General Motors will use its working agreement with Honda to help maintain the internal-combustion-engine side of the business as it transitions to an all-electric future by the middle of the next decade, GM Chairman and CEO Mary Barra says.
Barra (pictured, below left) also says during a virtual event with analysts from Credit Suisse that GM is preparing to increase its investment in battery-electric vehicles.
The automaker is touting its plans to spend $27 billion by 2025 as it develops a broad portfolio of BEVs, but Barra says GM is looking to increase the company’s spending on EVs even as it introduces vehicles such as the Chevrolet Bolt EV and Bolt EUV, the GMC Hummer pickup and SUV and the Cadillac Lyriq CUV.
“We think we’re extremely well positioned in the EV space. So, stay tuned in the future,” Barra says without offering details of the additional spending.
GM’s EV programs are cost-effective and the automaker has gained an edge in design thanks to its Ultium battery platform, which enables development of a range of vehicles of different size and various levels of power and performance, Barra tells the analysts.
Barra, however, says the popularity of GM’s ICE-powered fullsize pickups and SUVs is generating the cash flow the automaker needs to fund investments in EVs over the next decade.
Through the memorandum of understanding it recently signed with Honda, GM will be able to draw on the Japanese automaker’s expertise to maintain its lineup of ICE vehicles, which GM expects to remain competitive, Barra says.
GM and Honda have signed what is described as a non-binding memorandum of understanding that increases cooperation in a range of activities, such as R&D, purchasing and connected services as well as battery and vehicle development.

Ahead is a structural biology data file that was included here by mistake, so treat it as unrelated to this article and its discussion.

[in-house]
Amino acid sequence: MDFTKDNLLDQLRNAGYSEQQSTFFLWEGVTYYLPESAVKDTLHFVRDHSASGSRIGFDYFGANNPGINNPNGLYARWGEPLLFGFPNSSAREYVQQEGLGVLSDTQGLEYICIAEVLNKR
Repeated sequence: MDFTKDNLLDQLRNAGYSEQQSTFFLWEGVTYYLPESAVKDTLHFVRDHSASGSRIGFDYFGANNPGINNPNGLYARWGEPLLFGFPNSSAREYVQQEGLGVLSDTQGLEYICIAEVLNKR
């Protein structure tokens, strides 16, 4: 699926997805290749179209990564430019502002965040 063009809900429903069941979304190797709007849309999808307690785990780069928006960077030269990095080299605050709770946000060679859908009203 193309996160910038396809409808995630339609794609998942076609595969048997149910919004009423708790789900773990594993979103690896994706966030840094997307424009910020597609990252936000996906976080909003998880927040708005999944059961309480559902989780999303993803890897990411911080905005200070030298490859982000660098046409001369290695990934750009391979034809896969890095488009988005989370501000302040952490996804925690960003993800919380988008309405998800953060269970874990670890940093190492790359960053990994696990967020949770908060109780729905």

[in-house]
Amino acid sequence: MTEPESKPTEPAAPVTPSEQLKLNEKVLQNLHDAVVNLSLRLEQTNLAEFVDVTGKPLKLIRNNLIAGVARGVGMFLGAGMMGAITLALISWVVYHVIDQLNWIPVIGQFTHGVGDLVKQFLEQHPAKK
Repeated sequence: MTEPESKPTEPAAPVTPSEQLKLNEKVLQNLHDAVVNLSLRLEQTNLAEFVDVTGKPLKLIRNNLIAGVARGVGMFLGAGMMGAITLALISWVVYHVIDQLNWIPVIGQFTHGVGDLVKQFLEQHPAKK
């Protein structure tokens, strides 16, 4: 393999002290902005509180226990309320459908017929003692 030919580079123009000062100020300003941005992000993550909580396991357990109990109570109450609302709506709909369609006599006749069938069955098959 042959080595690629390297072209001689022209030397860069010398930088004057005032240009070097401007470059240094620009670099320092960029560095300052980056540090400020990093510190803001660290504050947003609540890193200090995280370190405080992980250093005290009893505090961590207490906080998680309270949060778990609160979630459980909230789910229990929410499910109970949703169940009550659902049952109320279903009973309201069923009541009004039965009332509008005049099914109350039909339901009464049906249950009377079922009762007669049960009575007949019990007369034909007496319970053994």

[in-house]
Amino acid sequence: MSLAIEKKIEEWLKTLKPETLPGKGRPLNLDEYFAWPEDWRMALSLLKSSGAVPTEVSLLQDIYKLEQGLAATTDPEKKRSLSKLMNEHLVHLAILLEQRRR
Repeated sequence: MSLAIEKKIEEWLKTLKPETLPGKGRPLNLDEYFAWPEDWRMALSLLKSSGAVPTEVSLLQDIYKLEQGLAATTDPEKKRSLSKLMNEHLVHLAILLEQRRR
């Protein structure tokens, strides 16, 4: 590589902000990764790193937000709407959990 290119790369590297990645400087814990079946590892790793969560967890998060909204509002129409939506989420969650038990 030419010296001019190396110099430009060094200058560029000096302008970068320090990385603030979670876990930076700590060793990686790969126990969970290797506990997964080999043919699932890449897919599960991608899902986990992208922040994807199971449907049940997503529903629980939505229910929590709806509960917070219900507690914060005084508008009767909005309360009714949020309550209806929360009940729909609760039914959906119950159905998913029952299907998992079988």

Paul Jacobson, GM’s chief financial officer, says the automaker’s goal is to maintain the healthy margins it now enjoys on pickups and SUVs with gasoline and diesel engines as it transitions to electrification. As the cost of batteries drops, the margins on GM’s new fleet of electric vehicles will reach 10%, he predicts.
Jacobson also says GM expects to increase its revenue from selling subscription services to customers, particularly those purchasing or leasing EVs.
Access to charging also will be critical for developing the EV market over the next decade, Barra says. Charging will be one of the services to which GM expects to connect customers, she adds.
The transition to EVs will require a higher level of service at the dealership and through the purchase experience, and GM has great dealers, Barra says. “We see our dealers as a huge asset,” she says, noting the shift to EVs will require greater emphasis on customer relations.
The good news, Barra says, is that customers surveyed by GM have a much better understanding of what an EV can do for them than they did just 18 months ago, which bodes well for the future.